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Japanese Investment Skyrockets In Laos

Japanese investment in Laos has skyrocketed and the prospects remain strong looking forward, according to a leading economic expert in the field.

With strong forecasts for growth, Japanese investors see Laos as a new production base following the improvement of the country’s infrastructure, legal framework and the availability of cheap labour.

The value of Japanese investment in Laos in 2013 reached US$405.7 million, increasing by a factor of almost 15 compared to the year before, according to Japanese economic expert Prof. Dr Motoyoshi Suzuki. Japan is also a major donor to development in Laos.

Prof Suzuki, who is Executive Advisor to the Government Office and Ministry of Planning and Investment, was giving an interview to Vientiane Times on Monday on the sidelines of the nationwide meeting to evaluate the achievement of Special and Specific Economic Zones (SEZ) development in Laos.

“I think that within the next two years, Japan will climb in the rankings from 6th to 4th largest for foreign investment in Laos after China, Vietnam and Thailand,” he said.

Prof. Suzuki observed that foreign investment in Laos, notably in SEZs, was centred largely on real estate and golf courses but the Japanese investors will focus on manufacturing, services and agro-forestry.

“Manufacturing, for example, offers good job opportunities for people,” he said, noting that only four people are required for one hectare of agriculture production. Whereas if you use that one hectare for manufacturing, the project will hire between 2,000 and 5,000 people.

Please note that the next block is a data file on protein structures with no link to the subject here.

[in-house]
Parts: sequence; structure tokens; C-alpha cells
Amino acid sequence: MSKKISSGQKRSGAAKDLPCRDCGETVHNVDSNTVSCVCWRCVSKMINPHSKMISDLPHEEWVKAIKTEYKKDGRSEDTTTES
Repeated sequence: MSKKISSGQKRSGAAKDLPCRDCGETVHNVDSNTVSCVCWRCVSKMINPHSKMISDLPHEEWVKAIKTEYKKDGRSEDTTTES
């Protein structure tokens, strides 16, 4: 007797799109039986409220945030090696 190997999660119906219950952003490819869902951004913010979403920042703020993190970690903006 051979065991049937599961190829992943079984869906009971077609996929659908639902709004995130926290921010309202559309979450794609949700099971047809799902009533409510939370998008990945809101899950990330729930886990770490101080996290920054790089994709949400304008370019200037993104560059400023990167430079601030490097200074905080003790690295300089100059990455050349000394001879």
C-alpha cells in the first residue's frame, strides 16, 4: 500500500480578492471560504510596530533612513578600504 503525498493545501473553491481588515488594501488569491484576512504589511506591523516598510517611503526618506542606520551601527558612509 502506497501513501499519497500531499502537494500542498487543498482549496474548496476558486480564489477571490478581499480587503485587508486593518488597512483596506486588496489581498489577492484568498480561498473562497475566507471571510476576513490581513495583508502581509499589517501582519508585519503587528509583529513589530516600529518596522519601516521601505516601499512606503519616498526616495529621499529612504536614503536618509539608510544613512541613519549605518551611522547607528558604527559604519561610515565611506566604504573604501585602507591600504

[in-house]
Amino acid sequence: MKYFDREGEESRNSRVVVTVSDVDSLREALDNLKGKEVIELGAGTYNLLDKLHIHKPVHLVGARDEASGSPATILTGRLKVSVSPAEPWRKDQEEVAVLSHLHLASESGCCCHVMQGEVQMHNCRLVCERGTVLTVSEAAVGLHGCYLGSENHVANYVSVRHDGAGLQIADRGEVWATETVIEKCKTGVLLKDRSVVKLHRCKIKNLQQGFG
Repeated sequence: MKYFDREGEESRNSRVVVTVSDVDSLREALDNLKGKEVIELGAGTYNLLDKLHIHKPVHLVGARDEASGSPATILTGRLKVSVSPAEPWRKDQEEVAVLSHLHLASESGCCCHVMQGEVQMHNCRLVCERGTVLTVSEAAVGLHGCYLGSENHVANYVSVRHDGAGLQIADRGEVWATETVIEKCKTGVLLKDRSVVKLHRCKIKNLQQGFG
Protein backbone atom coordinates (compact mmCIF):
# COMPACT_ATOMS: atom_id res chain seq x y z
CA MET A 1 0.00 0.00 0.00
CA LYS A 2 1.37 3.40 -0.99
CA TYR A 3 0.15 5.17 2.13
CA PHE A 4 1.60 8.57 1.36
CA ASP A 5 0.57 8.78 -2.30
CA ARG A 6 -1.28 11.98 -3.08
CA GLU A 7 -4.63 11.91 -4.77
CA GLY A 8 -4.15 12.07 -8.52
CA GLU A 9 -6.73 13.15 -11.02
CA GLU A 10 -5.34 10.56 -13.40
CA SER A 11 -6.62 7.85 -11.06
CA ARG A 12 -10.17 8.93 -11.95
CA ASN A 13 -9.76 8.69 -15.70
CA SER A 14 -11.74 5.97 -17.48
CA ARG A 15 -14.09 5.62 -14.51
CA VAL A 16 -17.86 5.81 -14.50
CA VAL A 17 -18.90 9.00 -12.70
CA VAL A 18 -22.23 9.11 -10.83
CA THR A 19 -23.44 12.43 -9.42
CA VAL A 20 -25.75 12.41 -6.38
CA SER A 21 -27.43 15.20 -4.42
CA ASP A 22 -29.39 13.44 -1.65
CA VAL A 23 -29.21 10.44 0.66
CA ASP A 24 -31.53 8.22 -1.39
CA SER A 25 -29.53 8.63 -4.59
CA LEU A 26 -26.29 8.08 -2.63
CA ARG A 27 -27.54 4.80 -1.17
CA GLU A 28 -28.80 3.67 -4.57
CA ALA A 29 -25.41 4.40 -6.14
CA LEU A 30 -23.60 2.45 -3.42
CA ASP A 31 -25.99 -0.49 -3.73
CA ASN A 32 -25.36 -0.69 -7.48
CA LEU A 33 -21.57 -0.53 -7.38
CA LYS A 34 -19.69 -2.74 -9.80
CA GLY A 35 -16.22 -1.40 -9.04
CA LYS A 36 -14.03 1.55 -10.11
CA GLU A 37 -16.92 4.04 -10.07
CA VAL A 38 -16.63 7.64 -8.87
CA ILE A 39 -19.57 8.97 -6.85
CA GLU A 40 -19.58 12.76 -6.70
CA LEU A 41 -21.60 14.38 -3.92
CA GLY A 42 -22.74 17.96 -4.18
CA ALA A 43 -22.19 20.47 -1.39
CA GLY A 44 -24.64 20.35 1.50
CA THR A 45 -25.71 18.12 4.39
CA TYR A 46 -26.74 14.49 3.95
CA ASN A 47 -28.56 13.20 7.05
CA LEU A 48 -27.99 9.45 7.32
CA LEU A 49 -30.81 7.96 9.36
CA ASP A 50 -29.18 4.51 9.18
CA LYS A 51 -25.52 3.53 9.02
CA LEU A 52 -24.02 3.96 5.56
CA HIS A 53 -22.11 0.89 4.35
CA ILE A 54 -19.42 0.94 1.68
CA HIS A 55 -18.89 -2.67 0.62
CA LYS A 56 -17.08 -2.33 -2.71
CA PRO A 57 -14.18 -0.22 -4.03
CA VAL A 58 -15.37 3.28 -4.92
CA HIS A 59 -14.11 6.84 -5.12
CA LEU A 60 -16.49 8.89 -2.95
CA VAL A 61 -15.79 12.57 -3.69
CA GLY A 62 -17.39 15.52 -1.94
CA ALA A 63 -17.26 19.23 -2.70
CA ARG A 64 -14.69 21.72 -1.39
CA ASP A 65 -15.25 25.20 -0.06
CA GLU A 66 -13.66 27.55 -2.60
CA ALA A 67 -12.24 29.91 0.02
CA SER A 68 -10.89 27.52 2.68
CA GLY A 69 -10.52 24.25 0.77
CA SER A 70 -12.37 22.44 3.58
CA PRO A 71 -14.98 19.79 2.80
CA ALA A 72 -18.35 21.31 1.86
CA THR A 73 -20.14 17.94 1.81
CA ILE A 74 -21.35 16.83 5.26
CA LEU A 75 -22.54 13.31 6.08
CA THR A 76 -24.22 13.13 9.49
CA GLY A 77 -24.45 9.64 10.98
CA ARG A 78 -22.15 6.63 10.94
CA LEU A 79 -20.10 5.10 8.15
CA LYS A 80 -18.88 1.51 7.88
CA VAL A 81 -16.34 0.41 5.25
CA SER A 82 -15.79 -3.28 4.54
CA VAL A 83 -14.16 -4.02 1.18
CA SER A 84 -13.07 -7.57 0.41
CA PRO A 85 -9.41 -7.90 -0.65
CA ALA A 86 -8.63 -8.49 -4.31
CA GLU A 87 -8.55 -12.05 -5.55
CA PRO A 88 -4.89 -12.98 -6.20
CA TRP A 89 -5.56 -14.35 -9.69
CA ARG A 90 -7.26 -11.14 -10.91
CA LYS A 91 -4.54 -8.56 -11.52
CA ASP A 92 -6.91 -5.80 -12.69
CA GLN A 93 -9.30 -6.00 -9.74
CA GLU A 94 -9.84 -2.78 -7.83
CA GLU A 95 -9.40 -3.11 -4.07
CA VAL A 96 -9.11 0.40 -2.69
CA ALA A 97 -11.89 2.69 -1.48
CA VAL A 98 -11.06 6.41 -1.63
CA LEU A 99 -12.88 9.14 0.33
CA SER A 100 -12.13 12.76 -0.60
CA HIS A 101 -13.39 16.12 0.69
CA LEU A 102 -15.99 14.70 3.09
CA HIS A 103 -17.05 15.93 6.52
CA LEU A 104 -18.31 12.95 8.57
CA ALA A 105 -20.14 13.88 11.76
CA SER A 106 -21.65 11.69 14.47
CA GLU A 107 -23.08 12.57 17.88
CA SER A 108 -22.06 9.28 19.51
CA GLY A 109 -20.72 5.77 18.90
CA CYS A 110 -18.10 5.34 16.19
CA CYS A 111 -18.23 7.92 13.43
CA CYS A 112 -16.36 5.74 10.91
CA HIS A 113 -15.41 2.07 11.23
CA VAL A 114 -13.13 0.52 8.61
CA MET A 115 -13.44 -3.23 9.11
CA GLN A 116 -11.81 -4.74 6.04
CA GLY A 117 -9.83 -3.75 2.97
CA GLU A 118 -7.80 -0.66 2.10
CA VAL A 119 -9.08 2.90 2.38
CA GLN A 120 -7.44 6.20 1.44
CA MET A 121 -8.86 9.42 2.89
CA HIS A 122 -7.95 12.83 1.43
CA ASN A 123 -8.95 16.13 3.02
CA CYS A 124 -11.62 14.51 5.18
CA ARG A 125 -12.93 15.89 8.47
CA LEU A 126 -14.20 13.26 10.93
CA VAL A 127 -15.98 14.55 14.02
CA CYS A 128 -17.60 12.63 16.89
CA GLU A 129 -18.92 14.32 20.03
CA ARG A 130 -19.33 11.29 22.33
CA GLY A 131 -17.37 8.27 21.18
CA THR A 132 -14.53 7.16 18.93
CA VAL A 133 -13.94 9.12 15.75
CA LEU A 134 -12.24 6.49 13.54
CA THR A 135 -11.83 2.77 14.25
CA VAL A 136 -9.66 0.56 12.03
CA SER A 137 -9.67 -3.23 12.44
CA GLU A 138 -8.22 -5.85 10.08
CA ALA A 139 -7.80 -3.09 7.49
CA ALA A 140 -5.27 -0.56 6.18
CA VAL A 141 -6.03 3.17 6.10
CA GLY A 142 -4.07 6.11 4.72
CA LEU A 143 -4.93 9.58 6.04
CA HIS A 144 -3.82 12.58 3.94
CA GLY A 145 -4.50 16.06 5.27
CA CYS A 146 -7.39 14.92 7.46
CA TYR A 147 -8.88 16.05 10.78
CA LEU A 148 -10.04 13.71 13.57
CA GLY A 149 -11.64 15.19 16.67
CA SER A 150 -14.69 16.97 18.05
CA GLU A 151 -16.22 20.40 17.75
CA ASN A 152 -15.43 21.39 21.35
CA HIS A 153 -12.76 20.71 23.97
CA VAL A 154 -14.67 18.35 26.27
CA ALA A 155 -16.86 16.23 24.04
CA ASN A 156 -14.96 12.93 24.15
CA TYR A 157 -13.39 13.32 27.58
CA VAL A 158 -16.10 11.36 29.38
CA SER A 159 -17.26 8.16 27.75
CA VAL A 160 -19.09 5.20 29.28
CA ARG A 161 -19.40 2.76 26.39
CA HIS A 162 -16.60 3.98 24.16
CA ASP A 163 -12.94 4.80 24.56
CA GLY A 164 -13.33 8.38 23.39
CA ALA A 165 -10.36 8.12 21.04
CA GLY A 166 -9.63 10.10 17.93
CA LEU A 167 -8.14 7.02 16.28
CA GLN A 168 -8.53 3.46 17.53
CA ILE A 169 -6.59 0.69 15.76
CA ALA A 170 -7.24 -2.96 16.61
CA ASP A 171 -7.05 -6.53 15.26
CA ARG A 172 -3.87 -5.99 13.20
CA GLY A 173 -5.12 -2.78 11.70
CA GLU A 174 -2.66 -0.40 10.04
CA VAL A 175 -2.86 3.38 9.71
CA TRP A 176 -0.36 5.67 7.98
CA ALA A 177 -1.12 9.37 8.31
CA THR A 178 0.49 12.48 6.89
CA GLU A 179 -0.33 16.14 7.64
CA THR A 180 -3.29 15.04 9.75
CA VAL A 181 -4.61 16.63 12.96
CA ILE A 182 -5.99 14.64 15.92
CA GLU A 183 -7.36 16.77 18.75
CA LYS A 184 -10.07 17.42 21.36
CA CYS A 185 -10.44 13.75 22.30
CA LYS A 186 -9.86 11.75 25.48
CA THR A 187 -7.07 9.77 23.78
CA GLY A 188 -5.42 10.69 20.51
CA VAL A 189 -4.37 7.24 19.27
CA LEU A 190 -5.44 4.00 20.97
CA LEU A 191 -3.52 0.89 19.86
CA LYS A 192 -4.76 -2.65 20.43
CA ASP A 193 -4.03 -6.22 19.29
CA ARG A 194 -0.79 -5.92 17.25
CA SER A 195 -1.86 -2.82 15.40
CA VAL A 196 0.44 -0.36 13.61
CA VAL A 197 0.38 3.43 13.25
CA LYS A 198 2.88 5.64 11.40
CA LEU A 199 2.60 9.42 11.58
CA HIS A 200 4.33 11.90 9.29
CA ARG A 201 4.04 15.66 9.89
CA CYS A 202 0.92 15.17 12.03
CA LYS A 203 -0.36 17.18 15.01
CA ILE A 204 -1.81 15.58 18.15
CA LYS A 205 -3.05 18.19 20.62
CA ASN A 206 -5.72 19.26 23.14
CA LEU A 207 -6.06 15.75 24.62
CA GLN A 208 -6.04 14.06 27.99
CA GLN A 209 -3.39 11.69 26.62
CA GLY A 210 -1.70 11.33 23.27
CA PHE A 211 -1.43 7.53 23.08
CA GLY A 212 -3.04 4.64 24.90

Prof. Suzuki said 47 percent of people in Savannakhet province go to work in Thailand because there are not enough jobs available in Laos.

“Many parents of villagers in Savannakhet said to me that they don’t want to send their children to Thailand, particularly the daughters, because [the perception at least is that] it is quite dangerous,” he said.

Prior to this, Japanese companies told Prof. Suzuki that they didn’t want to come to Laos because there was limited infrastructure in terms of water supplies, electricity and roads while a good legal framework was also lacking.

However there has been considerable improvement in these sectors in recent years and that’s why many Japanese have decided to do business in Laos. Prof Suzuki said there is still some concern though from Japanese enterprises about the reliability of supplies of electricity and water if many companies set up factories in Laos.

In addition, the surging labour costs in China, especially in major cities, and the floods in 2011 plus continuing political turmoil in Thailand have led to an increase in the number of Japanese investors in Laos to 60 last year, up from 27 in 2009, according to Japanese data.

He said the flooding in Thailand made the Japanese change their minds and not rely on production bases in one location only; that’s why many companies from the more than 7,000 Japanese companies in Thailand are looking to shift their businesses to Laos.

The latest investors from these countries include Nikon and Toyota, which will both be building part of their production bases in Laos.

Due to the rising number of Japanese investors coming to Laos, the Japan External Trade Organisation (JETRO) plans to open an office in Vientiane this year.

JETRO said Laos was appealing to Japanese investors because of its political stability, cheap labour and robust economic growth.

Source: Vientiane Times